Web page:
• Adverse effects (orlistat side effects may include: oily spotting, steatorrhea, abdominal bloating, fecal incontinence);
  • Monitoring requirements;
  • Lack of long-term efficacy and safety data;
  • Temporary nature of the weight loss achieved;
  • Modest degree of weight loss attributable to the drugs (< 5 kg at 1 year); and
  • Potential impact on the patient's motivation.

Please refer to Appendix A - Prescription Medication Table for Treatment of Obesity in Adults (PDF, 185KB) for more specific medication details.

c) Surgical Intervention (Obese Class 2, 3)

Gastric bypass and laparoscopic band surgery are the most common forms of bariatric surgery procedures. It should be noted that as of publication there is limited availability for these procedures.

Surgery may be considered if: 6,7

  • Patient's BMI is ≥ 40, or ≥ 35 with a related condition (e.g., hypertension, type 2 diabetes, hyperlipidemia, or CVD);
  • All appropriate non-surgical measures have been tried for at least six months without adequate success.

Details of surgical intervention fall outside the scope of this guideline. It is recommended that potential candidates who meet the above criteria are referred to a specialist in bariatric surgery.


Statistics Canada examined the correlation between measured overweight/obesity and three major health risks. This information is presented in Table 2:10

Table 2: Relationship Between Weight Categories and Selected Co-morbidities

  Normal Overweight Obese: Class 1 Obese: Class 2 Obese: Class 3
CVD 3% 5% 7% 7% 7%
Diabetes 2% 4% 10% 12% 12%
Hypertension 9% 15% 20% 30% 30%

Mortality rates for the overweight and obese when compared to mortality rates for those of normal weight, showed significantly increased risk of death in obesity classes II & III (BMI ≥ 35), and the underweight class (BMI < 18.5).11


  1. Tjepkema M. Measured obesity: Adult obesity in Canada. 2004. Available from: http://www.cdha.nshealth.ca/default.aspx?page=DocumentRender&doc.Id=231
  2. World Health Organization. Obesity and overweight. Geneva: World Health Organization; 2003. Available from:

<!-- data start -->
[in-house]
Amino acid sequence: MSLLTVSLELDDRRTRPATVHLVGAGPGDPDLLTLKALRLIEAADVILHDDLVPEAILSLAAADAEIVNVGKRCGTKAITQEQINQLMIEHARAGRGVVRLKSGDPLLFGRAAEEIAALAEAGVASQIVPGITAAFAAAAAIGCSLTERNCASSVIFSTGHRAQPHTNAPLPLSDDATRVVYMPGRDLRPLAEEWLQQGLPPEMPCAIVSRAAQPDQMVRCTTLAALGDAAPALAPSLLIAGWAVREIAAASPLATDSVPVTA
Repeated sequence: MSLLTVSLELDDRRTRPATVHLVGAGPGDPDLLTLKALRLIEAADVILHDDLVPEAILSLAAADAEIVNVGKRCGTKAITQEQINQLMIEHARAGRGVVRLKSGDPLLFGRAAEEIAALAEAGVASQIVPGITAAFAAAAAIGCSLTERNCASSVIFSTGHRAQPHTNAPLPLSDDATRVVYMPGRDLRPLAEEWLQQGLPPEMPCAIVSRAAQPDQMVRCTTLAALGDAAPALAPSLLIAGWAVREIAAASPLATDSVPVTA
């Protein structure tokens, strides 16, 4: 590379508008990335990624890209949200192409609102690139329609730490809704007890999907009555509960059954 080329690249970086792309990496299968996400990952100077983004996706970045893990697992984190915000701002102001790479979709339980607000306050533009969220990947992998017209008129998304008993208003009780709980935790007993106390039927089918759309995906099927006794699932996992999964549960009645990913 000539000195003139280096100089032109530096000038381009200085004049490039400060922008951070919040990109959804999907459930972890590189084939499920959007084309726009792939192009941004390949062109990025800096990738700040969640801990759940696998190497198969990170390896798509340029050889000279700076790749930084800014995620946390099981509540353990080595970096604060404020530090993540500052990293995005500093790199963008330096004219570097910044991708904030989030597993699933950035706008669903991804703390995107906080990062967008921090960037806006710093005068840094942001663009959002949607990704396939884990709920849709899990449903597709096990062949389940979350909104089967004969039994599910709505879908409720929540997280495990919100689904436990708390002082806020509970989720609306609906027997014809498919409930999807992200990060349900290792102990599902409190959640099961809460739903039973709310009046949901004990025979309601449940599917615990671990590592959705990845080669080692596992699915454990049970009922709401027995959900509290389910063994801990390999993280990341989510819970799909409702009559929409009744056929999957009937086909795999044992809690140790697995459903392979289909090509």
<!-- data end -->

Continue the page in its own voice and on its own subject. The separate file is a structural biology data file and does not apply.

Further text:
http://www.who.int/dietphysicalactivity/media/en/gsfs_obesity.pdf (PDF, 210KB)
  3. Green DJ. Is body mass index really the best measure of obesity in individuals? J Am Coll Cardiol. 2009 Feb 10;53(6):526.
  4. Lesser GT. Problems in measurement of body "fatness". J Am Coll Cardiol. 2009 Feb 10;53(6):526-7.
  5. Ramachandran et al. Diabetes in Asia. The Lancet [Internet]. 2009; 375(9712):408-418, ISSN 0140-6736, DOI: 10.1016/S0140-6736(09)60937-5.
  6. National Institute for Health and Clinical Excellence (NICE). Obesity: the prevention, identification, assessment and management of overweight and obesity in adults and children. London: National Institute for Health and Clinical Excellence; 2006. Available from:http://www.nice.org.uk/nicemedia/pdf/CG43NICEGuideline.pdf
  7. Lau DCW, Douketis JD, Morrison KM, et al., for the Obesity Canada Clinical Practice Guidelines Expert Panel 2006. Canadian clinical practice guidelines on the management and prevention of obesity in adults and children. CMAJ 2007;176(8 Suppl): online 1-117. Available from: http://www.cmaj.ca/cgi/data/176/8/S1/DC1/1
  8. American College of Physicians (ACP). Pharmacologic and surgical management of obesity in primary care: a clinical practice guideline from the American College of Physicians. Ann Intern Med. 2005 Apr 5;142(7):525-31. Available from:http://www.annals.org/cgi/content/full/142/7/525
  9. Rao G. Office Based Strategies for the Management of Obesity. Am Fam Physician 2010 Jun 15;81(12):1449-1455
  10. Statistics Canada, Health Statistics Division. Health Reports 17(3). Ottawa: Statistics Canada; 2006. Available from:http://www.statcan.gc.ca/pub/82-003-x/82-003-x2005003-eng.pdf
  11. Orpana HM, Berthelot JM, Kaplan MS,et al. BMI and Mortality: Results From a National Longitudinal Study of Canadian Adults.Obesity (Silver Spring). 2009 Jun 18.


Appendix A - Prescription Medication Table for the Treatment of Obesity in Adults (PDF, 185KB)

Appendix B - Body Mass Index Chart (Adults) (PDF, 266KB)

The principles of the Guidelines and Protocols Advisory Committee are to:

  • encourage appropriate
    responses to common
    medical situations
  • recommend actions
    that are sufficient
    and efficient, neither
    excessive nor deficient
  • permit exceptions
    when justified by
    clinical circumstances.